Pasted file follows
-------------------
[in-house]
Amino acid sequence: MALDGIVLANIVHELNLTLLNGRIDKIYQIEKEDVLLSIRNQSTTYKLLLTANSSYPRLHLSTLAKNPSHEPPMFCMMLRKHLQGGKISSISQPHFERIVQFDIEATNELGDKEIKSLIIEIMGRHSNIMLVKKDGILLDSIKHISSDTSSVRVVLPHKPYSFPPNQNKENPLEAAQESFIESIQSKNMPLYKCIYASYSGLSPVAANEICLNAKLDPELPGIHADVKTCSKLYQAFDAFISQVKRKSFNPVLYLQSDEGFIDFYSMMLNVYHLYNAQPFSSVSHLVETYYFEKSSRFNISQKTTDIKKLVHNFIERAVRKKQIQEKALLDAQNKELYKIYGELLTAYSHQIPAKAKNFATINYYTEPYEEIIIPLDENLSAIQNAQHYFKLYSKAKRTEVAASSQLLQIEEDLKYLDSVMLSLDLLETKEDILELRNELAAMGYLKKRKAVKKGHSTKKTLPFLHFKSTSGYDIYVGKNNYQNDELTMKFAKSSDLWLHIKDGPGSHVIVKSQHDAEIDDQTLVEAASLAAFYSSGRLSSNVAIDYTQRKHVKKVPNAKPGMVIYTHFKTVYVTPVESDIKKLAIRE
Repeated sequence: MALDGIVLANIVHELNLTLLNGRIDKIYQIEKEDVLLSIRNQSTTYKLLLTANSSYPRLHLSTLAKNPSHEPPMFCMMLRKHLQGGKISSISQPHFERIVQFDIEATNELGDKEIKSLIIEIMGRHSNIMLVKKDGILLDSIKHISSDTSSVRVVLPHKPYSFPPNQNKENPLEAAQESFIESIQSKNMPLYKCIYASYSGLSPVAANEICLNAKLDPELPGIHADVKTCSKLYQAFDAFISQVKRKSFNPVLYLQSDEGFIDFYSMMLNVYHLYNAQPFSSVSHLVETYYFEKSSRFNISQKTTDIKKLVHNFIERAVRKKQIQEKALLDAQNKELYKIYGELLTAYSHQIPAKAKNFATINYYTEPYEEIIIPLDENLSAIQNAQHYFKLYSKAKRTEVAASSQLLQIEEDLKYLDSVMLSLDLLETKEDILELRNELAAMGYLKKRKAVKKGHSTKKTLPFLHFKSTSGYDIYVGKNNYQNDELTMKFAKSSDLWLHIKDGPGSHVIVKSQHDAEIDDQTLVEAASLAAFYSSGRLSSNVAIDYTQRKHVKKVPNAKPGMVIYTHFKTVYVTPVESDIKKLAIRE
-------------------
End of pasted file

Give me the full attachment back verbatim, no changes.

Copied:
[in-house]
Amino acid sequence: MALDGIVLANIVHELNLTLLNGRIDKIYQIEKEDVLLSIRNQSTTYKLLLTANSSYPRLHLSTLAKNPSHEPPMFCMMLRKHLQGGKISSISQPHFERIVQFDIEATNELGDKEIKSLIIEIMGRHSNIMLVKKDGILLDSIKHISSDTSSVRVVLPHKPYSFPPNQNKENPLEAAQESFIESIQSKNMPLYKCIYASYSGLSPVAANEICLNAKLDPELPGIHADVKTCSKLYQAFDAFISQVKRKSFNPVLYLQSDEGFIDFYSMMLNVYHLYNAQPFSSVSHLVETYYFEKSSRFNISQKTTDIKKLVHNFIERAVRKKQIQEKALLDAQNKELYKIYGELLTAYSHQIPAKAKNFATINYYTEPYEEIIIPLDENLSAIQNAQHYFKLYSKAKRTEVAASSQLLQIEEDLKYLDSVMLSLDLLETKEDILELRNELAAMGYLKKRKAVKKGHSTKKTLPFLHFKSTSGYDIYVGKNNYQNDELTMKFAKSSDLWLHIKDGPGSHVIVKSQHDAEIDDQTLVEAASLAAFYSSGRLSSNVAIDYTQRKHVKKVPNAKPGMVIYTHFKTVYVTPVESDIKKLAIRE
Repeated sequence: MALDGIVLANIVHELNLTLLNGRIDKIYQIEKEDVLLSIRNQSTTYKLLLTANSSYPRLHLSTLAKNPSHEPPMFCMMLRKHLQGGKISSISQPHFERIVQFDIEATNELGDKEIKSLIIEIMGRHSNIMLVKKDGILLDSIKHISSDTSSVRVVLPHKPYSFPPNQNKENPLEAAQESFIESIQSKNMPLYKCIYASYSGLSPVAANEICLNAKLDPELPGIHADVKTCSKLYQAFDAFISQVKRKSFNPVLYLQSDEGFIDFYSMMLNVYHLYNAQPFSSVSHLVETYYFEKSSRFNISQKTTDIKKLVHNFIERAVRKKQIQEKALLDAQNKELYKIYGELLTAYSHQIPAKAKNFATINYYTEPYEEIIIPLDENLSAIQNAQHYFKLYSKAKRTEVAASSQLLQIEEDLKYLDSVMLSLDLLETKEDILELRNELAAMGYLKKRKAVKKGHSTKKTLPFLHFKSTSGYDIYVGKNNYQNDELTMKFAKSSDLWLHIKDGPGSHVIVKSQHDAEIDDQTLVEAASLAAFYSSGRLSSNVAIDYTQRKHVKKVPNAKPGMVIYTHFKTVYVTPVESDIKKLAIRE